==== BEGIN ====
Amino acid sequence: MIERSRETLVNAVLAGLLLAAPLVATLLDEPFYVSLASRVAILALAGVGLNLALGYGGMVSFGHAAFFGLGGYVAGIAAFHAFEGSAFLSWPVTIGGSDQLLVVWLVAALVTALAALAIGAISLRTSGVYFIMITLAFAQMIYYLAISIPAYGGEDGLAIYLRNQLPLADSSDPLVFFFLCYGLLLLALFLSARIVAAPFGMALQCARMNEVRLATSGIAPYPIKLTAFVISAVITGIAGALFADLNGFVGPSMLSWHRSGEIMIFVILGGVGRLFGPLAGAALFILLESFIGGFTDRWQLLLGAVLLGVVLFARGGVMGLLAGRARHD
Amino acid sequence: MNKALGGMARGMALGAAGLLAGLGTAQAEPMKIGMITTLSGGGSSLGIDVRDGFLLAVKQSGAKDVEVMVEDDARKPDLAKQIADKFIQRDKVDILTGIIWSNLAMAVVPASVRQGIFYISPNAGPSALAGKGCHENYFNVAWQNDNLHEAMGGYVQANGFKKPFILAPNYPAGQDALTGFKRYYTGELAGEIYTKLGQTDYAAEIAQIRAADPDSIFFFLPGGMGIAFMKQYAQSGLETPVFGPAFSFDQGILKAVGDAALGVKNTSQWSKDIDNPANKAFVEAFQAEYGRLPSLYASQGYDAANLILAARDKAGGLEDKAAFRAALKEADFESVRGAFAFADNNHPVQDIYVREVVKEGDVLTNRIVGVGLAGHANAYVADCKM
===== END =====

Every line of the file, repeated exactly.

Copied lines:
Amino acid sequence: MIERSRETLVNAVLAGLLLAAPLVATLLDEPFYVSLASRVAILALAGVGLNLALGYGGMVSFGHAAFFGLGGYVAGIAAFHAFEGSAFLSWPVTIGGSDQLLVVWLVAALVTALAALAIGAISLRTSGVYFIMITLAFAQMIYYLAISIPAYGGEDGLAIYLRNQLPLADSSDPLVFFFLCYGLLLLALFLSARIVAAPFGMALQCARMNEVRLATSGIAPYPIKLTAFVISAVITGIAGALFADLNGFVGPSMLSWHRSGEIMIFVILGGVGRLFGPLAGAALFILLESFIGGFTDRWQLLLGAVLLGVVLFARGGVMGLLAGRARHD
Amino acid sequence: MNKALGGMARGMALGAAGLLAGLGTAQAEPMKIGMITTLSGGGSSLGIDVRDGFLLAVKQSGAKDVEVMVEDDARKPDLAKQIADKFIQRDKVDILTGIIWSNLAMAVVPASVRQGIFYISPNAGPSALAGKGCHENYFNVAWQNDNLHEAMGGYVQANGFKKPFILAPNYPAGQDALTGFKRYYTGELAGEIYTKLGQTDYAAEIAQIRAADPDSIFFFLPGGMGIAFMKQYAQSGLETPVFGPAFSFDQGILKAVGDAALGVKNTSQWSKDIDNPANKAFVEAFQAEYGRLPSLYASQGYDAANLILAARDKAGGLEDKAAFRAALKEADFESVRGAFAFADNNHPVQDIYVREVVKEGDVLTNRIVGVGLAGHANAYVADCKM